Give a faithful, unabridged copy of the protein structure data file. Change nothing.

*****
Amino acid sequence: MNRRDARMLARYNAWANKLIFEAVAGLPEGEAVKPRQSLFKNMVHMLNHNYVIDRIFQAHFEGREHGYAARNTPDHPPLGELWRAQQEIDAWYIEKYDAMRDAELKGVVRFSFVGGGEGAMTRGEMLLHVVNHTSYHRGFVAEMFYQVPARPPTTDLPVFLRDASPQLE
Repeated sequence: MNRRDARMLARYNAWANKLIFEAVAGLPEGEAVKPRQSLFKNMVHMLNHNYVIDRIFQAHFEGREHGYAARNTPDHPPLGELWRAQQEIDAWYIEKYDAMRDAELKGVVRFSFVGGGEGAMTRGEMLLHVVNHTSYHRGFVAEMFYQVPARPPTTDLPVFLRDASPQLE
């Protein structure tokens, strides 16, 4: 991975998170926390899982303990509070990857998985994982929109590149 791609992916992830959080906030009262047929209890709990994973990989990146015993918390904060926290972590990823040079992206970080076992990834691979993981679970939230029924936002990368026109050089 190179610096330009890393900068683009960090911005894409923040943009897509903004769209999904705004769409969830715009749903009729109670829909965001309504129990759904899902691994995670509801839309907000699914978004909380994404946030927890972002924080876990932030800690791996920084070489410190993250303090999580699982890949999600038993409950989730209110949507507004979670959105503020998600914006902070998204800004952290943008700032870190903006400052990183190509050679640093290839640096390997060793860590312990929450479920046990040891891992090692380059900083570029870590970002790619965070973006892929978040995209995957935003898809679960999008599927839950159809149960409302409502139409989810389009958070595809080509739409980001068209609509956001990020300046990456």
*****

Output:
Amino acid sequence: MNRRDARMLARYNAWANKLIFEAVAGLPEGEAVKPRQSLFKNMVHMLNHNYVIDRIFQAHFEGREHGYAARNTPDHPPLGELWRAQQEIDAWYIEKYDAMRDAELKGVVRFSFVGGGEGAMTRGEMLLHVVNHTSYHRGFVAEMFYQVPARPPTTDLPVFLRDASPQLE
Repeated sequence: MNRRDARMLARYNAWANKLIFEAVAGLPEGEAVKPRQSLFKNMVHMLNHNYVIDRIFQAHFEGREHGYAARNTPDHPPLGELWRAQQEIDAWYIEKYDAMRDAELKGVVRFSFVGGGEGAMTRGEMLLHVVNHTSYHRGFVAEMFYQVPARPPTTDLPVFLRDASPQLE
């Protein structure tokens, strides 16, 4: 991975998170926390899982303990509070990857998985994982929109590149 791609992916992830959080906030009262047929209890709990994973990989990146015993918390904060926290972590990823040079992206970080076992990834691979993981679970939230029924936002990368026109050089 190179610096330009890393900068683009960090911005894409923040943009897509903004769209999904705004769409969830715009749903009729109670829909965001309504129990759904899902691994995670509801839309907000699914978004909380994404946030927890972002924080876990932030800690791996920084070489410190993250303090999580699982890949999600038993409950989730209110949507507004979670959105503020998600914006902070998204800004952290943008700032870190903006400052990183190509050679640093290839640096390997060793860590312990929450479920046990040891891992090692380059900083570029870590970002790619965070973006892929978040995209995957935003898809679960999008599927839950159809149960409302409502139409989810389009958070595809080509739409980001068209609509956001990020300046990456």